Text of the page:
Get inside March Madness with SI.com's Luke Winn in the Tourney Blog, a daily journal of college basketball commentary, on-site reporting and reader-driven discussions.
3/23/2007 01:08:00 AM
Thursday Thrillers, With Slightly Empty Endings
Memphis' (from left to right) Kareem Cooper, Joey Dorsey and Willie Kemp felt the suspense in the final minute against Texas A&M on Thursday.
Ronald Martinez/Getty Images
NEW YORK -- What a crazy night. Thursday was my first opportunity to sit back and watch an entire day's worth of tournament games on TV rather than from press row, and I was blessed with five and a half riveting hours of basketball. Makes me worry that there won't be any magic left over for East Rutherford (where I'll be on Friday).
Memphis had a counter-punch for every aspect of Texas A&M's physical play, and the Tigers' relentless offensive glasswork in the last minute -- which resulted in Antonio Anderson's game-clinching trip to the foul line -- was a thing of beauty. With Joey Dorsey, who shed his jersey after fouling out, looking on in a white undershirt, and Anderson grabbing what Grant Wahl referred to as "nether regions" to punctuate the win, Memphis appeared to have the raw, ballsy edge it'll need to take down Ohio State on Saturday. The Buckeyes, meanwhile, pulled off an epic comeback with more long-distance wizardry from Ron Lewis. I question how long they can keep tempting fate, but I encourage them to continue trying. It makes for amazing drama.
I can't sign off for the night, however, without feeling slightly depressed. I'm confident the better team won each game in San Antonio, and both (Memphis 65-64 and Ohio State 85-84) were one-point thrillers. It's just that the losers' failed shot attempts at the buzzer left something to be desired. A lot to be desired, actually. Two of the tourney's clutchiest (that's my Stephen Colbert word for it) players, Texas A&M's Acie Law and Tennessee's Chris Lofton, were bounced from the dance as a result. And why is that depressing?
Because, despite their well-deserved big-shot reputations, neither guy was given the chance to take the last one on Thursday.
On the Aggies' final possession, an inbounds play from beyond halfcourt with 2.0 seconds left, Law was used as a decoy, streaking toward his basket with a couple of Memphis players tracking him. This was probably the smart chess move by Billy Gillispie, since it guaranteed a quick, open look for someone else. Law had also just missed a breakaway layup that he would later claim "cost us the game." That said, I'd still put money on Law taking a double-teamed three at the gun over Dominique Kirk taking one in single coverage. Every time.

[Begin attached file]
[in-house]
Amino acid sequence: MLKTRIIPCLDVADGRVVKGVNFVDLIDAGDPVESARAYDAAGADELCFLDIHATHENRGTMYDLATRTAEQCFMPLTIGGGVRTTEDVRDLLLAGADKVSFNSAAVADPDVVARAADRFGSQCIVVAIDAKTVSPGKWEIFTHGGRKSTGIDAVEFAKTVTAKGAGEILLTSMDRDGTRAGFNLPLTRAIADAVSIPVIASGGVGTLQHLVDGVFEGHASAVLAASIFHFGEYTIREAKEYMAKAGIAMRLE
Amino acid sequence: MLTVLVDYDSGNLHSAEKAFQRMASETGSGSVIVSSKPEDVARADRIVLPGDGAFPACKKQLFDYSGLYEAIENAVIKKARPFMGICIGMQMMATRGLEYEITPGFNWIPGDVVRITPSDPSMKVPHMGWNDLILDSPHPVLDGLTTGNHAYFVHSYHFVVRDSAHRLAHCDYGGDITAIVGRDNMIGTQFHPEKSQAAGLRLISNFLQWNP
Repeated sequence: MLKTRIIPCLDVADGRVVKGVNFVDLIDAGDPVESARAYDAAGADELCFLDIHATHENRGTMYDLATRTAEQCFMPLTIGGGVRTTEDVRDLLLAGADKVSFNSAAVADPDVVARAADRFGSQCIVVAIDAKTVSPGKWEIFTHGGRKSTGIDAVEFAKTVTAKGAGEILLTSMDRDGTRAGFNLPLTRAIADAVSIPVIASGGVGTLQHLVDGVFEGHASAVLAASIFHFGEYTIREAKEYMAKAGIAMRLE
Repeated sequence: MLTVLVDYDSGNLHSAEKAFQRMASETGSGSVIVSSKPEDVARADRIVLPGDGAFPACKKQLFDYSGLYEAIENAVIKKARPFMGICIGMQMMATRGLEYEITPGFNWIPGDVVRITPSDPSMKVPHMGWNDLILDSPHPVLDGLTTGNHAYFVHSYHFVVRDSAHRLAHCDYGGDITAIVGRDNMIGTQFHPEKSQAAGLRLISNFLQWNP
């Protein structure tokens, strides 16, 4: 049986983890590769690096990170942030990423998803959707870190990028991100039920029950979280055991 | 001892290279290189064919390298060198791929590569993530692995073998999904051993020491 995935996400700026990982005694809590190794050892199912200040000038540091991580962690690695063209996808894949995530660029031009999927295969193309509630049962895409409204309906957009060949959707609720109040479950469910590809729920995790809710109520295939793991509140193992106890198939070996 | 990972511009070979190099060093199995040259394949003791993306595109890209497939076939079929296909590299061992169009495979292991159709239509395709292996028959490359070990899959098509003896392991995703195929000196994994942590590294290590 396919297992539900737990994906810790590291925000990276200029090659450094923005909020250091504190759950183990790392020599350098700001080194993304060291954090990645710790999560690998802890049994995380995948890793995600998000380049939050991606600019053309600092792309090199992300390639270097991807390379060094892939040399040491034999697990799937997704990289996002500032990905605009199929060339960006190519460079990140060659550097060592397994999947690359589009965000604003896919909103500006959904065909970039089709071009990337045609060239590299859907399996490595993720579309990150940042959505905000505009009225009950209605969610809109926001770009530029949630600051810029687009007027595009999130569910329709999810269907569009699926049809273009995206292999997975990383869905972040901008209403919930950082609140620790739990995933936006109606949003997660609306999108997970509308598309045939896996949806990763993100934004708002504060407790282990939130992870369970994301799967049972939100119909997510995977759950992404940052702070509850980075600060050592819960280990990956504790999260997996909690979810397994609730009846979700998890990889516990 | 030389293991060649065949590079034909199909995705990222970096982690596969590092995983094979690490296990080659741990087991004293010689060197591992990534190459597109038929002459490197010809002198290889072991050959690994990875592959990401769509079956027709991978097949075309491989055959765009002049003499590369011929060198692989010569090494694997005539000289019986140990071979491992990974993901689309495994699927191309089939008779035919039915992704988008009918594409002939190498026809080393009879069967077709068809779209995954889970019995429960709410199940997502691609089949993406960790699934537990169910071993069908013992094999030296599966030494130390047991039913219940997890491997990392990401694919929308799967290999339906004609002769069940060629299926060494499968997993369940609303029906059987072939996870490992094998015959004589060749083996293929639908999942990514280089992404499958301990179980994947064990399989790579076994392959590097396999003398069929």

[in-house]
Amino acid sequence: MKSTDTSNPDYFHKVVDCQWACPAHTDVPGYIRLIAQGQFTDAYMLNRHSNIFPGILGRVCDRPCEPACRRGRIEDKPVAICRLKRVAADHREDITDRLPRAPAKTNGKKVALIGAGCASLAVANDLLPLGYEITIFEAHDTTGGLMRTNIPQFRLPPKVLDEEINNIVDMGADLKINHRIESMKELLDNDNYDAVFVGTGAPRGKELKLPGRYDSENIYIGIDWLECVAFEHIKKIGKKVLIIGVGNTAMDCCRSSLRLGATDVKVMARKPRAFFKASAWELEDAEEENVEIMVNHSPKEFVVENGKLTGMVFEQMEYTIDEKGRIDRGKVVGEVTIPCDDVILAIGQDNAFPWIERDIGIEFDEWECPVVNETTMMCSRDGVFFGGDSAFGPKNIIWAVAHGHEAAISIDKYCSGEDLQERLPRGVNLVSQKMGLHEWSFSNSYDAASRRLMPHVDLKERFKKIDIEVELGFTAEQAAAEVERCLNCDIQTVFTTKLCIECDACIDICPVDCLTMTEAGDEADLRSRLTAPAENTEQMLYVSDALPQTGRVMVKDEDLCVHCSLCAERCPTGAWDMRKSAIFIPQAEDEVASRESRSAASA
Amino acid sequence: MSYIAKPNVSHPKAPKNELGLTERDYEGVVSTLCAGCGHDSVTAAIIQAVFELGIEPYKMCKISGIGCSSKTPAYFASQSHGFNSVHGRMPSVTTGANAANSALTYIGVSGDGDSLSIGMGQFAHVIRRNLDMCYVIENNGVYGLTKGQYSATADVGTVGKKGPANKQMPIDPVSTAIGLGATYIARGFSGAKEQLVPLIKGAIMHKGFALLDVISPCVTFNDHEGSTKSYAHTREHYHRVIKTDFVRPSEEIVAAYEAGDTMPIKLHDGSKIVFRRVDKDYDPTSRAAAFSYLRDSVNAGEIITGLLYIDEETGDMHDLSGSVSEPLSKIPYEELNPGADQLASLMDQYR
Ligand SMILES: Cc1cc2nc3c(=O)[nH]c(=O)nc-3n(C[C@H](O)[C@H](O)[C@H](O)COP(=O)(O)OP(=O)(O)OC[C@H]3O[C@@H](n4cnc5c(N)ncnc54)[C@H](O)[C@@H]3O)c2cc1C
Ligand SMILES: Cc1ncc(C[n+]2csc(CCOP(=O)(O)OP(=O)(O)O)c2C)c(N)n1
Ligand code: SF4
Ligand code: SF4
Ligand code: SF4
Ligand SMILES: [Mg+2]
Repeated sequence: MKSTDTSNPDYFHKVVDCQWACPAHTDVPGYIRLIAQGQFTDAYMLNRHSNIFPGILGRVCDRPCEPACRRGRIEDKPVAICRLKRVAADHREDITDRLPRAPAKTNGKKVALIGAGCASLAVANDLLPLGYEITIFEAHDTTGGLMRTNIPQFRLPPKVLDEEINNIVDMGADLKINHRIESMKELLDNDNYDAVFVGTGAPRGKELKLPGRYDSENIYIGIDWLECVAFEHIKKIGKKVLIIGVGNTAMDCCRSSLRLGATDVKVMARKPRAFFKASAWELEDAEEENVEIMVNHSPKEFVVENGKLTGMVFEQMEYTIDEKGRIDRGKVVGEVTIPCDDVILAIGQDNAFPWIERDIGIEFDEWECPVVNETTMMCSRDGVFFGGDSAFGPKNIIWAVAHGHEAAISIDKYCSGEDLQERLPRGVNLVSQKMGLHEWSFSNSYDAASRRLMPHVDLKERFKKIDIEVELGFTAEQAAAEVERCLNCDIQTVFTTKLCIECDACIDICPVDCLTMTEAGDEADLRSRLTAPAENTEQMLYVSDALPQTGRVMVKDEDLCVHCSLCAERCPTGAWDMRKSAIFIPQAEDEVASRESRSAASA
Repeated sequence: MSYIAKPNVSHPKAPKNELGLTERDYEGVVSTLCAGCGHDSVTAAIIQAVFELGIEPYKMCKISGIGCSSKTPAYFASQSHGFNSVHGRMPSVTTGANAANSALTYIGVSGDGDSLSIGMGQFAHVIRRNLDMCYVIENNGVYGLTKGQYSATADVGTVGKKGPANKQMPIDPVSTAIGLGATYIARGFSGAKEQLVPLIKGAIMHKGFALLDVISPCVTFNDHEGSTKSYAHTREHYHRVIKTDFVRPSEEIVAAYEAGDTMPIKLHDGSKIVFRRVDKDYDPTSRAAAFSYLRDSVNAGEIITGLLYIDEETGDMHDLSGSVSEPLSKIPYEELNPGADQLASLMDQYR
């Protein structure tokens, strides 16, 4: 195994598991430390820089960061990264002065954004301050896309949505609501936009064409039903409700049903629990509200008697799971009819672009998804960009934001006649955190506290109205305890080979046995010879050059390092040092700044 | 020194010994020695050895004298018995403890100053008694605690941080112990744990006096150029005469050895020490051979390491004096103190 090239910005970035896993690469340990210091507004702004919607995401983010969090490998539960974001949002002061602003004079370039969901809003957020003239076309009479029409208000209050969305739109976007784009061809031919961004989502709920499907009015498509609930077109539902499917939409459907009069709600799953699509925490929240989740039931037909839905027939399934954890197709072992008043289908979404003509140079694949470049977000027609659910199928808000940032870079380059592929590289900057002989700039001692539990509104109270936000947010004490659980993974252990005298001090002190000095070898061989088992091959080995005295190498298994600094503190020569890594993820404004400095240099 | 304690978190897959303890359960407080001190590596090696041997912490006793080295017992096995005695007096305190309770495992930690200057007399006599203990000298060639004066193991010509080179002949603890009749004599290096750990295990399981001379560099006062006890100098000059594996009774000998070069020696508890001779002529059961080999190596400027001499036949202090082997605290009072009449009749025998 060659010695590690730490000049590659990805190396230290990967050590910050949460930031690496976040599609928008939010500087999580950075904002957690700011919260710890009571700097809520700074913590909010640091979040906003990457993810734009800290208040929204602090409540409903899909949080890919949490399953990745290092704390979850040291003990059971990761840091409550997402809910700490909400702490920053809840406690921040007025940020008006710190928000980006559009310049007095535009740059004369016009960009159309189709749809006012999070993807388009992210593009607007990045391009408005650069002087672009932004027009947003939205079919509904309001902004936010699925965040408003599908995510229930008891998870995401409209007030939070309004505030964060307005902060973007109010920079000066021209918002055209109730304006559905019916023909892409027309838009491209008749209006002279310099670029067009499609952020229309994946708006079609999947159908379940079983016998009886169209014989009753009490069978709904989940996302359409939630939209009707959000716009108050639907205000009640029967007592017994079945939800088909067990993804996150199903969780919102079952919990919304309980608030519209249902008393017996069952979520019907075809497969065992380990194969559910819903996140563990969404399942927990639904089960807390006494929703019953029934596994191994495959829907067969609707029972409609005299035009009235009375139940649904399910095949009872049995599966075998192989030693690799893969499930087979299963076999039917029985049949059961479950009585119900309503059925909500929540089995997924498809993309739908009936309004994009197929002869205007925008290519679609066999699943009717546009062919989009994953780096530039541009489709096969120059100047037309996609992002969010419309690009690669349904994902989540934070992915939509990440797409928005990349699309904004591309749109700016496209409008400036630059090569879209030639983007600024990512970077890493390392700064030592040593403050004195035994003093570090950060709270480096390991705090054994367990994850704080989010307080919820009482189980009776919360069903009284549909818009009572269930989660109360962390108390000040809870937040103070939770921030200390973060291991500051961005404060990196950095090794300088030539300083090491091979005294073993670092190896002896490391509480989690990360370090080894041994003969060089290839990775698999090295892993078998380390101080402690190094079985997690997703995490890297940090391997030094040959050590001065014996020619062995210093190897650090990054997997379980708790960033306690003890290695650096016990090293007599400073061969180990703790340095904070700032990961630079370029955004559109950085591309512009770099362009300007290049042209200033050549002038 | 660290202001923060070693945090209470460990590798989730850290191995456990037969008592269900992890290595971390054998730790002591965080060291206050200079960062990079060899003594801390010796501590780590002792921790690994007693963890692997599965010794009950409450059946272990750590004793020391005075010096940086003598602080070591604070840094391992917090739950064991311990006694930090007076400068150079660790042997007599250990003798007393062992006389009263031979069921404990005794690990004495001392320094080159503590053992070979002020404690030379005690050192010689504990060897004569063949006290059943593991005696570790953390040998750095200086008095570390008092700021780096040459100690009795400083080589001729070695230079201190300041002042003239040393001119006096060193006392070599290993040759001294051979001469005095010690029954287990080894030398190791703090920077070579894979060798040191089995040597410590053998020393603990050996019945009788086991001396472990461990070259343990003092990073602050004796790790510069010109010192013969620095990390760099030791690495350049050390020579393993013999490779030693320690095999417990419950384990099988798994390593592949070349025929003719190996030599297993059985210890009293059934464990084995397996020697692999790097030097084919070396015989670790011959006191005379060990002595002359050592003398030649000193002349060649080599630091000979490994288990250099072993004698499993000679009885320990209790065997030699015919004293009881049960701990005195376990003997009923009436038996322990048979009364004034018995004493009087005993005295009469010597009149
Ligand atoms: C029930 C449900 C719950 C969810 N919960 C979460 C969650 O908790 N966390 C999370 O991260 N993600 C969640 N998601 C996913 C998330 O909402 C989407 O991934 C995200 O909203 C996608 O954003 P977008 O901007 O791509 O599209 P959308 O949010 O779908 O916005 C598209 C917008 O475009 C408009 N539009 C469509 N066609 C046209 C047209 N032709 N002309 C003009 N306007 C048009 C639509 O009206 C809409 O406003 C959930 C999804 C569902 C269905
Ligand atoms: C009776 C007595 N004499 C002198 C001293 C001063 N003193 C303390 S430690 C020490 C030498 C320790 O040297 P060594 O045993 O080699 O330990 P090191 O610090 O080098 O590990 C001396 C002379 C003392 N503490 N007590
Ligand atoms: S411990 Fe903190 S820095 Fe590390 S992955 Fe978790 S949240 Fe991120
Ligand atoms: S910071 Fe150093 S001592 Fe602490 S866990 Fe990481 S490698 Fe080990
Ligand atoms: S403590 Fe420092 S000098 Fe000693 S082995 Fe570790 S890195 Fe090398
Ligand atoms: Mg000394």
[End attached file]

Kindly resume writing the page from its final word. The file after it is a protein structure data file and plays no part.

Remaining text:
The Vols' last play was a scramble situation, with the ball in the hands of freshman point guard Ramar Smith, who had no intention of passing it and drove the right side of the lane. He put up a floater that might have had a chance, had its flight pattern not been altered -- drastically and disastrously -- by Greg Oden's right hand. All the while, Lofton was camped on the left wing, well-covered, waiting for a kick-out that never happened.
I'm sitting here looking at the box scores, which say that Law took 17 shots and Lofton took 18. Both players hoisted more than any of their teammates, but those numbers are irrelevant when they don't include the two shots that mattered.
A parting thought for Texas A&M and Tennessee: You lived on Law and Lofton's cold-bloodedness all season. While it's possible you still would have died with the ball in their hands on Thursday, we'll never know if they were capable of heroics. They were owed, at the very least, a chance to find out.